Catherine Deneuve’s character is perhaps a tad laid back for someone facing imminent death without the transplant, coupled with the fact that her Junon is not an emotional, caressing kind of woman to start with. Jean-Paul Roussillon shows a bit more life as her husband who’s hoping for the best despite all of the family problems. Mathieu Amalric gets the most opportunities to let the emotions fly, and he does so in several galvanizing scenes which cut to the heart of his character’s wounded pride and vanity. The more vibrant members of the family: Melvil Poupaud’s Ivan, Elizabeth’s husband Claude (acted smartly if too briefly Hippolyte Girardot), and Henri’s girl friend Faunia played by Emmanuelle Devos get short shrift in the scenario since the focus is on the more morose and struggling members of the clan. Perhaps a bit more lightness might have made the film’s talkier elements somewhat more palatable for a film that’s over two and a half hours long.
The film’s 2.35:1 theatrical aspect ratio is delivered in an anamorphic widescreen transfer. Sharpness is very much above average, and close-ups show a nice range of detail and definition. Flesh tones are authentic, and color saturation as a whole is more than acceptable. Blacks aren’t always the blackest they could be, and there are some shots where accentuated contrast bleaches out the picture. The white subtitles are very easy to read and sometimes fly by. The film has been divided into 26 chapters.
The Dolby Digital 5.1 audio track generally uses its generous soundfield for a range of classical and seasonal compositions which seem more directed toward the fronts than in complete envelopment. There are a few ambient effects which get sent to the rears (noises at a bar, some passing traffic), but in the main, it’s the center channel which gets most of the workout from the very dialogue-heavy script. It’s well recorded and properly placed in the center channel.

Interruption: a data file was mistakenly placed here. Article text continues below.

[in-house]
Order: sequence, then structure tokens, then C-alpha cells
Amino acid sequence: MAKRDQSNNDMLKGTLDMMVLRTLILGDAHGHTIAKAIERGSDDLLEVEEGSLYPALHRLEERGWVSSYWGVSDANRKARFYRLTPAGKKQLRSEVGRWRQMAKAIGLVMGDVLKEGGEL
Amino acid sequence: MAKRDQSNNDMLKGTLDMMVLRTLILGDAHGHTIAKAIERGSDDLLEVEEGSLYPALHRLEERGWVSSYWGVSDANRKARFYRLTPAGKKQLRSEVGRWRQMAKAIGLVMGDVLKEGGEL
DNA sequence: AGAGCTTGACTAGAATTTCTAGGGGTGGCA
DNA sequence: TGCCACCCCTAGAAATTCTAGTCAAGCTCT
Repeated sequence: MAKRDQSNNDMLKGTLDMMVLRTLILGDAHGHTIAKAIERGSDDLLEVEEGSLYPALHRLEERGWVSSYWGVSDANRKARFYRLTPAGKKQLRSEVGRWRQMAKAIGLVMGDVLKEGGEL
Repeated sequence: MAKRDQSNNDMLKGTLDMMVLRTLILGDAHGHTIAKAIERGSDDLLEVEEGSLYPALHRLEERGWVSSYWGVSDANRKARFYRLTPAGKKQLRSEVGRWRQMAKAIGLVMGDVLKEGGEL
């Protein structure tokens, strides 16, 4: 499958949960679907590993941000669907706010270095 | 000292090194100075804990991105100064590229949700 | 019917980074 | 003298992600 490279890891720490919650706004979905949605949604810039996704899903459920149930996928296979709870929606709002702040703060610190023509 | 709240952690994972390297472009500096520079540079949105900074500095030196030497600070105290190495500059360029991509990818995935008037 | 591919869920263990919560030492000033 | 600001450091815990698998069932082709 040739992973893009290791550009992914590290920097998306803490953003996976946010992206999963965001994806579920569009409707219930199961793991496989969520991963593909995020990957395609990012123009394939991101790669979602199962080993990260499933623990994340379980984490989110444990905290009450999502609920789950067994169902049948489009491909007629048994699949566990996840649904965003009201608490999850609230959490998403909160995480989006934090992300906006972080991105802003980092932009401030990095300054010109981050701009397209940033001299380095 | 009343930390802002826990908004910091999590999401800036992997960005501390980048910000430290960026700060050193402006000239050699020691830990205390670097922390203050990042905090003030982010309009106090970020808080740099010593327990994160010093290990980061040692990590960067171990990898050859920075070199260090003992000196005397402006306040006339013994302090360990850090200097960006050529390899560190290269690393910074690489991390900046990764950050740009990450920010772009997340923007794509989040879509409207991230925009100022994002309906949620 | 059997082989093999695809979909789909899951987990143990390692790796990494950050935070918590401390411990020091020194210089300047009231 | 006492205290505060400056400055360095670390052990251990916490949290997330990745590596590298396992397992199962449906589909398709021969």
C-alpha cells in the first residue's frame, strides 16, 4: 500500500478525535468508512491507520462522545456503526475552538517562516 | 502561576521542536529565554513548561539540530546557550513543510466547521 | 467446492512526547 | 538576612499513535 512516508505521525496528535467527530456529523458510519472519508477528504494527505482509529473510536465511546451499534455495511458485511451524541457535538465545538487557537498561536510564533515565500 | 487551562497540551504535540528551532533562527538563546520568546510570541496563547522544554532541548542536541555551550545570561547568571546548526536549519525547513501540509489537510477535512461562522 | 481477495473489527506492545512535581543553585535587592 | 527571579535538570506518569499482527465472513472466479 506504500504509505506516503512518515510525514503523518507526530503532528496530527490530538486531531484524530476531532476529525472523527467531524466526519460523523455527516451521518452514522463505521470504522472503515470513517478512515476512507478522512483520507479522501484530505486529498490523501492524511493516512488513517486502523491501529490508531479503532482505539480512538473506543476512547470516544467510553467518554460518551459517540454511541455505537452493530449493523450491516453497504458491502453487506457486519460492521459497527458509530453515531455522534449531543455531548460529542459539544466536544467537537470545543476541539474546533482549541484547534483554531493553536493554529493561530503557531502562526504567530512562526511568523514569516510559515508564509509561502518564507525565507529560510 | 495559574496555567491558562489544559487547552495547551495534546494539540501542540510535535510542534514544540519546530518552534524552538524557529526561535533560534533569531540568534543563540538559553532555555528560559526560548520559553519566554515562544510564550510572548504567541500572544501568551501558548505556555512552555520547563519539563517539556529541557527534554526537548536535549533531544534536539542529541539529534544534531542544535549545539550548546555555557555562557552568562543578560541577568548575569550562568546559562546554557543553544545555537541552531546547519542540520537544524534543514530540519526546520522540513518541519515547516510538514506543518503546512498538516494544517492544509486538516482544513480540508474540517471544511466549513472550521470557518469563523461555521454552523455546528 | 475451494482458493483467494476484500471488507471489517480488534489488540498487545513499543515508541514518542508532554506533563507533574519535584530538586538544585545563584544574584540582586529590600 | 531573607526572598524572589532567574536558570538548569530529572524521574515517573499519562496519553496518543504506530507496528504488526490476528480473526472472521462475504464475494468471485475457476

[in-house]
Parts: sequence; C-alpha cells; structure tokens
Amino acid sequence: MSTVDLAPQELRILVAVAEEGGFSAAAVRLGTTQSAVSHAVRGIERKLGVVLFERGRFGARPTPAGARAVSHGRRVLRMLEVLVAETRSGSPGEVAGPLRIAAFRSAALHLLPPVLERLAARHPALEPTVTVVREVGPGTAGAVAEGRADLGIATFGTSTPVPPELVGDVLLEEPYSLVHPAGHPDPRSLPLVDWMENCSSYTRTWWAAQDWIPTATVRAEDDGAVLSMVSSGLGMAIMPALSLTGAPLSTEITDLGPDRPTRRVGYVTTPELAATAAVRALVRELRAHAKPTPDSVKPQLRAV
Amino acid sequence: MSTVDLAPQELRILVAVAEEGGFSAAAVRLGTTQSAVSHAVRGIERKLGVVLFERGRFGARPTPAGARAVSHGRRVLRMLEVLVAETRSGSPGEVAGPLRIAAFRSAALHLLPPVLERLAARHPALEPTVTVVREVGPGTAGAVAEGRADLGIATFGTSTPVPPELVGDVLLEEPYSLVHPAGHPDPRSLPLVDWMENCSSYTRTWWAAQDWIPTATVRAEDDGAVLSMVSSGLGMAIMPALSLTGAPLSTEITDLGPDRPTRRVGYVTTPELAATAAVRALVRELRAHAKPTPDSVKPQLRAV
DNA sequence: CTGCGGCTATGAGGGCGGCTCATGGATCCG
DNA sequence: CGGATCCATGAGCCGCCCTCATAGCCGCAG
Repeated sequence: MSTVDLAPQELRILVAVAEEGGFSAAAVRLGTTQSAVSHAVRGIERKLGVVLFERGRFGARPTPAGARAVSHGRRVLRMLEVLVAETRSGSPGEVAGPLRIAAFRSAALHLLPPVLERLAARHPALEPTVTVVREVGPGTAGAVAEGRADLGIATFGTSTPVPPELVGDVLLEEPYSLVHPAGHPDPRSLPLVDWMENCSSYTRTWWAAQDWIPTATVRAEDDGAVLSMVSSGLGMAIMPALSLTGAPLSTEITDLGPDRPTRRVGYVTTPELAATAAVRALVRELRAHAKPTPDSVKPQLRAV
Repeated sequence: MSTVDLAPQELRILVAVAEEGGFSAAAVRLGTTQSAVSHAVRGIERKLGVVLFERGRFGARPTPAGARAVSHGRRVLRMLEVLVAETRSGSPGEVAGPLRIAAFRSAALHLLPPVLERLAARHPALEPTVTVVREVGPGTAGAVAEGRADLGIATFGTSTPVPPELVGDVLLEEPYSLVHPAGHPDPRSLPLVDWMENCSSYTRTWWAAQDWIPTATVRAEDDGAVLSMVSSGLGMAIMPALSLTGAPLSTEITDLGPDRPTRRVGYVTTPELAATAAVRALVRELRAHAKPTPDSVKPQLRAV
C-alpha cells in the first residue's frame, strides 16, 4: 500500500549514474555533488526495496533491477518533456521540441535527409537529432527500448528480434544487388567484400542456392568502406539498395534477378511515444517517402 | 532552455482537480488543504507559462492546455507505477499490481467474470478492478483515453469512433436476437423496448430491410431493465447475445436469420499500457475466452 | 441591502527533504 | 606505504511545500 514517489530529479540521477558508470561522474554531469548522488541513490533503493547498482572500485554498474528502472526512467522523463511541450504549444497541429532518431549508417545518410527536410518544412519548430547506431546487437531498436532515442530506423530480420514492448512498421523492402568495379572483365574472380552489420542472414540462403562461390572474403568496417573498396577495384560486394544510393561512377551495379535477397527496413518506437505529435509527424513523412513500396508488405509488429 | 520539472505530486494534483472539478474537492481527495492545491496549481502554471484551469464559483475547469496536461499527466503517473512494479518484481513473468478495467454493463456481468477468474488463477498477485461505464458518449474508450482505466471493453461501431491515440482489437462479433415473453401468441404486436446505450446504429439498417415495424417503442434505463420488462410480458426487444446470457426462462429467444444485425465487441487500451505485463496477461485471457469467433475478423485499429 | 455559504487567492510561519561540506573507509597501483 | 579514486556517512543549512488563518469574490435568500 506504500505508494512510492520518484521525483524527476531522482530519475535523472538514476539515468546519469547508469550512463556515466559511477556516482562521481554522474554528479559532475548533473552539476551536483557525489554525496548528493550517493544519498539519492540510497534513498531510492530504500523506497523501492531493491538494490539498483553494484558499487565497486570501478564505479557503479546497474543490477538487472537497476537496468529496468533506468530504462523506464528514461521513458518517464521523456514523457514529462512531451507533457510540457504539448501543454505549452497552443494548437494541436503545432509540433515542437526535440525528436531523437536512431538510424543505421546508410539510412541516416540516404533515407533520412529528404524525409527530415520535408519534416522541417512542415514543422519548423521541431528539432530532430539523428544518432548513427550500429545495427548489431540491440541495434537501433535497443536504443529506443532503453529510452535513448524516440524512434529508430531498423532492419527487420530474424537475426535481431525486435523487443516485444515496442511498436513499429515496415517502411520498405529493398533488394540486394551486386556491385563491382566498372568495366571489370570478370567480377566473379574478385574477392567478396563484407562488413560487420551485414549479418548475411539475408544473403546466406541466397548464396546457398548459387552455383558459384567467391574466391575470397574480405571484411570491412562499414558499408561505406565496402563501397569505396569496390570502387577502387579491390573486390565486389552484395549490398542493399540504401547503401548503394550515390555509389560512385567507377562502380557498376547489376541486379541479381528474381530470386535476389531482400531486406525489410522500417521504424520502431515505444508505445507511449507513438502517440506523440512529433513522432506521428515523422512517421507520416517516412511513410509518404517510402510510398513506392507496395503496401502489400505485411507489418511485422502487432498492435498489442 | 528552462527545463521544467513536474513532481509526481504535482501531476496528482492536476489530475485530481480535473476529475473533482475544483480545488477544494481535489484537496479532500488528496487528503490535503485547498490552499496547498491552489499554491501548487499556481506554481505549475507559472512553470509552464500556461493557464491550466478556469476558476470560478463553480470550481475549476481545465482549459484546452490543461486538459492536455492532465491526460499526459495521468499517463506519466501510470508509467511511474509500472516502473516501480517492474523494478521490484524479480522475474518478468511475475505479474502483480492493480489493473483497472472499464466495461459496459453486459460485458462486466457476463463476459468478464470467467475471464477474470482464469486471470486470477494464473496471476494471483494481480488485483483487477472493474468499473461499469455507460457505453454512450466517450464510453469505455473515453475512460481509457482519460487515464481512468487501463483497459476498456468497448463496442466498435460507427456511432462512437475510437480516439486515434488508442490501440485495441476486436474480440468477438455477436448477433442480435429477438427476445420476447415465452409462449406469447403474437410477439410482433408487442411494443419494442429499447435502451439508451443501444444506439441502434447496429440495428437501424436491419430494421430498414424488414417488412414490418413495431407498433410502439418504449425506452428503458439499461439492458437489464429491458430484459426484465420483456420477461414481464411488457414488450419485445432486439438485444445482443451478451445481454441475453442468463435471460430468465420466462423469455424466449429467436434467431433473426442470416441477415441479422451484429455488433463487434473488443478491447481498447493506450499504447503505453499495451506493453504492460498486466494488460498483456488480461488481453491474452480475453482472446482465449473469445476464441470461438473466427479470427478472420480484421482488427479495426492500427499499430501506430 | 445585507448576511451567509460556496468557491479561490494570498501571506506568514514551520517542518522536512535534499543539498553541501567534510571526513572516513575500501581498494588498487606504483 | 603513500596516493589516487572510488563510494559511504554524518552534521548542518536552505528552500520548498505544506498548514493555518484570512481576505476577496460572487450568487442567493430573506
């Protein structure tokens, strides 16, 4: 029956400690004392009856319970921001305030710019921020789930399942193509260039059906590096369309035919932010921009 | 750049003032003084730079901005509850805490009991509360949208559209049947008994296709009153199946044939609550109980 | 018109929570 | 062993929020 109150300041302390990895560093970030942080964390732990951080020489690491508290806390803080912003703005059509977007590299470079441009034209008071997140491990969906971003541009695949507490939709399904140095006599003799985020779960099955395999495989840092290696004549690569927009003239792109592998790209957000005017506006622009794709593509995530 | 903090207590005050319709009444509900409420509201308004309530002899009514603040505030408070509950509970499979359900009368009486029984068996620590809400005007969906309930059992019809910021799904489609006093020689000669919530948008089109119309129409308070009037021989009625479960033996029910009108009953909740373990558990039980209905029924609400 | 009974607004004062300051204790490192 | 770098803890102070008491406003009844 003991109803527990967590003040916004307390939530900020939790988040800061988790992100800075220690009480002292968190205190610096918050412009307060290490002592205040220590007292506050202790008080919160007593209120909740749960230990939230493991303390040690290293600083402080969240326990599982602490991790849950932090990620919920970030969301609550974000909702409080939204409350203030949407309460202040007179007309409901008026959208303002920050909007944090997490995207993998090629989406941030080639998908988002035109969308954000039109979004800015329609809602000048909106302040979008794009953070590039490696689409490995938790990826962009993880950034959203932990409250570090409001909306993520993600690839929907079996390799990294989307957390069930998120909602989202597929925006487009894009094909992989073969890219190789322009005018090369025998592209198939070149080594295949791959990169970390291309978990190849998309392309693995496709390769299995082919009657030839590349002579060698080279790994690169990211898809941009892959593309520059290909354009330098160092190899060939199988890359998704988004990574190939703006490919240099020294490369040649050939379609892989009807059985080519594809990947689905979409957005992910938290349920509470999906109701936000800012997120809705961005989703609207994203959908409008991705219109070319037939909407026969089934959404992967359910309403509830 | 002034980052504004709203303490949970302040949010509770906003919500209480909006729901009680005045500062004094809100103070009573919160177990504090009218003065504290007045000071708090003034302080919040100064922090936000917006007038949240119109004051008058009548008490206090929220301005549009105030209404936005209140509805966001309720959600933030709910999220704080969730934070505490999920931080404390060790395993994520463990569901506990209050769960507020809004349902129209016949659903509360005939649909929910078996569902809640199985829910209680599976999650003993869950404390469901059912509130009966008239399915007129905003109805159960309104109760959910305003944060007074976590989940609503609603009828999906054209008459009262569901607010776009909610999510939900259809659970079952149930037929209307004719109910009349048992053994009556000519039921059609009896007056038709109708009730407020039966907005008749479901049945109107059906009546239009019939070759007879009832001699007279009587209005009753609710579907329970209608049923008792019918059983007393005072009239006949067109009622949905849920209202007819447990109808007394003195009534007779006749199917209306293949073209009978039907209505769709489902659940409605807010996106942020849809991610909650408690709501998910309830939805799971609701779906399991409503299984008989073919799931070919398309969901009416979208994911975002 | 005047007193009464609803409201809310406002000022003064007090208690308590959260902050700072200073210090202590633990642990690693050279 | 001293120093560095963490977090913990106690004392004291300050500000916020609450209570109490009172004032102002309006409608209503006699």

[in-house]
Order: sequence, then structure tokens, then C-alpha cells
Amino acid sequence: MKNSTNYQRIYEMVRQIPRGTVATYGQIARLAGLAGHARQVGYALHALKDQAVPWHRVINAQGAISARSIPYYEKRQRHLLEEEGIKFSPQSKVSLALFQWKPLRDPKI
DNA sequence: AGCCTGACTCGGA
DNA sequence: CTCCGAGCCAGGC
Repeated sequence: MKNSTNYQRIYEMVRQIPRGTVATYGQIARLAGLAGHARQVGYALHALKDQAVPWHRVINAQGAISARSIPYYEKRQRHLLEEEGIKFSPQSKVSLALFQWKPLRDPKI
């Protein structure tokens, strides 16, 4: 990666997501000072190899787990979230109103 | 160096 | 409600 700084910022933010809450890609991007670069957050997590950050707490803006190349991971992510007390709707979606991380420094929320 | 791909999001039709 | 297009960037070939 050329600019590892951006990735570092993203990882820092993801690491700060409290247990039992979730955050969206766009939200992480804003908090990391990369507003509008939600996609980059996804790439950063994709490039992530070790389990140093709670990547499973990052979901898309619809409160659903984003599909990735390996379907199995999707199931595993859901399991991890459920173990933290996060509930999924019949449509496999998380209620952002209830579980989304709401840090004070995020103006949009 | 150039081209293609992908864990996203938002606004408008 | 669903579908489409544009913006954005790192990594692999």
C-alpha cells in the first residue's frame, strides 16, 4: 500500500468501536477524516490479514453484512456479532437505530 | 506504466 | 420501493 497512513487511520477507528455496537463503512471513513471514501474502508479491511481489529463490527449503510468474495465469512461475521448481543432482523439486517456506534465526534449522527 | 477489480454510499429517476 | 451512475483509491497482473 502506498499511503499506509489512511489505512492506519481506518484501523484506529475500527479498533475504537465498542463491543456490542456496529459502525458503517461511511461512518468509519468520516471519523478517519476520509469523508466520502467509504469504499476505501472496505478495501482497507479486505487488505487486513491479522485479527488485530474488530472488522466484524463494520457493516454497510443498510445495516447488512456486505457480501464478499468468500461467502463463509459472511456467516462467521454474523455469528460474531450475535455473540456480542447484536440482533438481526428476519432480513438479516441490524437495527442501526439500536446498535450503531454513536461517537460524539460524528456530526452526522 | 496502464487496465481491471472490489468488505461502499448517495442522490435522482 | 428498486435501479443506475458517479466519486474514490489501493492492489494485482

L’aimée is a 66-minute documentary directed by Arnaud Desplechin concerning the sale of his family’s homeplace with sibling encounters which definitely bring to mind some events in A Christmas Tale.The feature is framed at 1.85:1 and is anamorphically enhanced for widescreen televisions. The quality of this transfer is, if anything, superior to that of the main feature.
“Arnaud’s Tale” is a 36-minute interview with director Arnaud Desplechin and co-stars Catherine Deneuve and Mathieu Amalric. They talk about their work process on the film, and the two actors discuss the director’s methods of working with actors and their opinions about the script. The featurette is in anamorphic widescreen.
Two trailers are included in the set. The original theatrical trailer runs 2 minutes while the American release trailer runs 2 ¼ minutes. Both are in anamorphic widescreen.
The enclosed 19-page booklet contains cast and crew lists, a complete chapter listing, a number of interesting stills, and an appreciation of the film by writer Phillip Lopate.
3.5/5 (not an average)
A Christmas Tale mixes its soft comedy and its high family drama into an engaging mix that has some definite appeal. A solid video and audio encode along with some interesting extras make for a worthwhile package of entertainment.